But dinner may not even be Cotoletta’s best move. Brunch taps a relaxed vibe that feels more in tune with the neighborhood’s youthful tone. We got a sunny dose of charm from one of my new favorite servers, André Evers, who gamely chased down different diners at two separate meals who had left behind credit cards (I’m guilty). You’ll also find disappearing South Philly breakfast icons, like the giambotta kitchen sink omelet, as well as the hearty Italian sandwiches Beth used to make at Homemade, her old shop in Narberth. The “Sami’s Way,” with eggplant, long hots, sweet peppers, sharp provolone, and chicken cutlets piled into a seeded hoagie roll, is two fistfuls of formidable flavor to start your day.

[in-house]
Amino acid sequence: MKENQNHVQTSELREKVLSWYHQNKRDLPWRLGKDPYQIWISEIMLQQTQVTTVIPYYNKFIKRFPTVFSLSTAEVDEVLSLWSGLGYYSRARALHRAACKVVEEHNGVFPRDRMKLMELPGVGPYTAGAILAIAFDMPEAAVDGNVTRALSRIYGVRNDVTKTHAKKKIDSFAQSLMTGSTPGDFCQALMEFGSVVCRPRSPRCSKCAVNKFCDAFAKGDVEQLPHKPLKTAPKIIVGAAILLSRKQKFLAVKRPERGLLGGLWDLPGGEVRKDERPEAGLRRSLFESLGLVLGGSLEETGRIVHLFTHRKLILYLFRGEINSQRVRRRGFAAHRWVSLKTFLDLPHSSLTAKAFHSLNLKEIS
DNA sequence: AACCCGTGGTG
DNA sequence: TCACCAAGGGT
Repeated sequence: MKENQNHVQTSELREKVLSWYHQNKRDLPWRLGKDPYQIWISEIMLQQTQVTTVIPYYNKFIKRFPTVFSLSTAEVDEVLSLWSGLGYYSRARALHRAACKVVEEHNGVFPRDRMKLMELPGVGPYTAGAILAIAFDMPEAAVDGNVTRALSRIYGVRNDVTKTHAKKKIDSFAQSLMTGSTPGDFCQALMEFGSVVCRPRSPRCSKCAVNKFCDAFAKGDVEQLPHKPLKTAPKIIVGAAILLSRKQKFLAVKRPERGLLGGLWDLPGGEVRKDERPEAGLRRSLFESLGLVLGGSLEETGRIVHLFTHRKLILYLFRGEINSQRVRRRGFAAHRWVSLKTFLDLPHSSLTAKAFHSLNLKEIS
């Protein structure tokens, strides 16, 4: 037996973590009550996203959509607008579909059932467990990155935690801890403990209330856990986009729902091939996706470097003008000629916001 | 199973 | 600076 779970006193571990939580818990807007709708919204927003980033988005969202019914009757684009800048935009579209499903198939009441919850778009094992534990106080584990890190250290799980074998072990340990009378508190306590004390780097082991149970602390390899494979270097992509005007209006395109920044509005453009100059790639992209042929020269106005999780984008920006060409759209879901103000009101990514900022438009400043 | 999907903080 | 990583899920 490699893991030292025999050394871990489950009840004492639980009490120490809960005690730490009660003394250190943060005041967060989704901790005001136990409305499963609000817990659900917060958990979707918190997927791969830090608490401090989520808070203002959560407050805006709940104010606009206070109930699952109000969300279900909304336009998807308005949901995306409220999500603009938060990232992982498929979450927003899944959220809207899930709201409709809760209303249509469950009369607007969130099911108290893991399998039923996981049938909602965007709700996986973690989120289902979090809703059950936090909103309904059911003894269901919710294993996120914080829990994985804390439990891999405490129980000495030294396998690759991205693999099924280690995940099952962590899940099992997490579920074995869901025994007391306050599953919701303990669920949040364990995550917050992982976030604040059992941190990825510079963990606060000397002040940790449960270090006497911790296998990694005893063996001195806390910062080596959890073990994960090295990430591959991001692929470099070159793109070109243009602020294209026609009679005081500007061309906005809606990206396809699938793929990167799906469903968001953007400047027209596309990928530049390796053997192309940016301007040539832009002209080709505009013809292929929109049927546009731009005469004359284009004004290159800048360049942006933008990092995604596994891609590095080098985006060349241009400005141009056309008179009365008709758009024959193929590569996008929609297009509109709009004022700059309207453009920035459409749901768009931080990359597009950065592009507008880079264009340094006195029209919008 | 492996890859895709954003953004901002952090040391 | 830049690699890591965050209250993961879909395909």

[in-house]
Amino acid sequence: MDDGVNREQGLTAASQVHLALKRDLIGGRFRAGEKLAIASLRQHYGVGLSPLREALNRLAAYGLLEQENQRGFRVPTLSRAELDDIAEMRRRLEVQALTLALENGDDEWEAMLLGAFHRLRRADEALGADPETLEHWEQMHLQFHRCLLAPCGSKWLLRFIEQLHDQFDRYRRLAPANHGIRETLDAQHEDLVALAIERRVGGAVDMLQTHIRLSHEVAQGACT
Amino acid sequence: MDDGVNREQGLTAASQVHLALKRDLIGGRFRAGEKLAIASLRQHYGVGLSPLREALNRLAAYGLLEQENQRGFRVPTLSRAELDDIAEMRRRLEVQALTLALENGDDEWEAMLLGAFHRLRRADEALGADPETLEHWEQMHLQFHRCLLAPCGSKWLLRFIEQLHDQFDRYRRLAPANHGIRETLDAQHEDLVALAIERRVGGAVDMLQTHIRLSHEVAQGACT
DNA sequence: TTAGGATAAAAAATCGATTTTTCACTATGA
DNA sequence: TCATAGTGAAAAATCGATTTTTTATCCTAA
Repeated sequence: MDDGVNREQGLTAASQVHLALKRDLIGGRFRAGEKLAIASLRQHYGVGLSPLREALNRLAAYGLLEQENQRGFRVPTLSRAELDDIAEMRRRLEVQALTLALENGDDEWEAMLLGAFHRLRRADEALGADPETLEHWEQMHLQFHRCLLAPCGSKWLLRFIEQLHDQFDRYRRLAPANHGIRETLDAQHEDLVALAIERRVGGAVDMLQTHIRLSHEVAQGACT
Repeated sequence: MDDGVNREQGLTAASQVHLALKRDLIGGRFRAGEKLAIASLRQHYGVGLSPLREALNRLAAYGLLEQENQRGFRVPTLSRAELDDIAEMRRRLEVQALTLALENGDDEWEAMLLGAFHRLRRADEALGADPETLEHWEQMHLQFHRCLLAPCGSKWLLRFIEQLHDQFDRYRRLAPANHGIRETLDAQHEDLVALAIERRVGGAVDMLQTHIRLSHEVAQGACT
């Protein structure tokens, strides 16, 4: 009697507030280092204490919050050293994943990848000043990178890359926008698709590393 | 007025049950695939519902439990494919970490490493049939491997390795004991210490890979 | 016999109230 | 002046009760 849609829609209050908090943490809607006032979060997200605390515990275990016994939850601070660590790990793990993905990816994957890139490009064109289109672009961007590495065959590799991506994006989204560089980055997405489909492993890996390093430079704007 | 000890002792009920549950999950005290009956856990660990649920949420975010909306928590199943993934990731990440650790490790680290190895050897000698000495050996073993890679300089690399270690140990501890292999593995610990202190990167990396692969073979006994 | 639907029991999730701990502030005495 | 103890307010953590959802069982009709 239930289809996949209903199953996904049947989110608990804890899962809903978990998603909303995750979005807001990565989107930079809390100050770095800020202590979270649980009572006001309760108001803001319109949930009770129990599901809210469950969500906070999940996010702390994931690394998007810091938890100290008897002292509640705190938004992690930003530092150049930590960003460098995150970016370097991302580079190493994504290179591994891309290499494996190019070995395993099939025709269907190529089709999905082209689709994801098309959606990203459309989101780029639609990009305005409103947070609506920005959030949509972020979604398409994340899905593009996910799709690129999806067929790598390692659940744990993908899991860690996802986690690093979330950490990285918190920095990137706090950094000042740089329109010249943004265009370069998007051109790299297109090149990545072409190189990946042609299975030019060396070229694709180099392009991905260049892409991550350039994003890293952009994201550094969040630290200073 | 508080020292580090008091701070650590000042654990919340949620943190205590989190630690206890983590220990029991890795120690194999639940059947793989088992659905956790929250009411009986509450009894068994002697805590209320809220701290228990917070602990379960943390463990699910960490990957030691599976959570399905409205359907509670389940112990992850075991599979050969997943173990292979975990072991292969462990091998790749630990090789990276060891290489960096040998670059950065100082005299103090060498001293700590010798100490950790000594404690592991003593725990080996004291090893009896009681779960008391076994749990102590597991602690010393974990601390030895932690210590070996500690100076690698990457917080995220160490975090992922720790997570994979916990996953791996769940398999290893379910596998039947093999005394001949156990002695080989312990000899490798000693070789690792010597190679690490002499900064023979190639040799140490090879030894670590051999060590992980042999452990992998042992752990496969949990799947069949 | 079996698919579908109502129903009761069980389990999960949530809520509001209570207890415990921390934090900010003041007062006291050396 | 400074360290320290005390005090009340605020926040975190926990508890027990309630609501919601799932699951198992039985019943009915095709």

But naturally, the master brunchwork at Cotoletta comes piled into a Franken-stack — this time with waffles sandwiching the chicken, sausage-stuffed long hots, and two sunny-side-up eggs sloshed in maple syrup. It’s essentially an Italianized version of chicken and waffles. Sweet, spicy, and savory. Crunchy, pillowy, and oozy rich. The cutlet proves yet again to be a favorite food group, but even more versatile than I ever imagined. Cotoletta, 2227 Pine St., 267-519-9697; cotolettafs.com
I always root for veteran restaurants that have survived a couple decades in their quest to find a way to remain relevant, fresh, and essential. But does the answer always mean growing up to become fancier and more expensive? Palma’s Cucina, the upscale remake of Mama Palma’s at 23rd and Spruce, may be a cautionary tale.